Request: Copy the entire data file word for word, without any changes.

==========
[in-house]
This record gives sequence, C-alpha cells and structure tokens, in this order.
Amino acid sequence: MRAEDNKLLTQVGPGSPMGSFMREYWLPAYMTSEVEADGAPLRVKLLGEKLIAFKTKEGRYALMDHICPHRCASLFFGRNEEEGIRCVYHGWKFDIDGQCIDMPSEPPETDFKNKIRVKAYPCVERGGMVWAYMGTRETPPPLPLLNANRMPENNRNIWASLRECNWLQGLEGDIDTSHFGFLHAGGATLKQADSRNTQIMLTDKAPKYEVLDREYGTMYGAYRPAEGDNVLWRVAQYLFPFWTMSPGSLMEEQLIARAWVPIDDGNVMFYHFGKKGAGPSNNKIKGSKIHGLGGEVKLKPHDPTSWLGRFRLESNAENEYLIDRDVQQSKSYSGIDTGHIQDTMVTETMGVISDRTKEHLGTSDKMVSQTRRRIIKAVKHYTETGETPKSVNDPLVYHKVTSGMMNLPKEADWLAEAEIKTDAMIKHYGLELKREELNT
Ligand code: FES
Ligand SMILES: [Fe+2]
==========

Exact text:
[in-house]
This record gives sequence, C-alpha cells and structure tokens, in this order.
Amino acid sequence: MRAEDNKLLTQVGPGSPMGSFMREYWLPAYMTSEVEADGAPLRVKLLGEKLIAFKTKEGRYALMDHICPHRCASLFFGRNEEEGIRCVYHGWKFDIDGQCIDMPSEPPETDFKNKIRVKAYPCVERGGMVWAYMGTRETPPPLPLLNANRMPENNRNIWASLRECNWLQGLEGDIDTSHFGFLHAGGATLKQADSRNTQIMLTDKAPKYEVLDREYGTMYGAYRPAEGDNVLWRVAQYLFPFWTMSPGSLMEEQLIARAWVPIDDGNVMFYHFGKKGAGPSNNKIKGSKIHGLGGEVKLKPHDPTSWLGRFRLESNAENEYLIDRDVQQSKSYSGIDTGHIQDTMVTETMGVISDRTKEHLGTSDKMVSQTRRRIIKAVKHYTETGETPKSVNDPLVYHKVTSGMMNLPKEADWLAEAEIKTDAMIKHYGLELKREELNT
Ligand code: FES
Ligand SMILES: [Fe+2]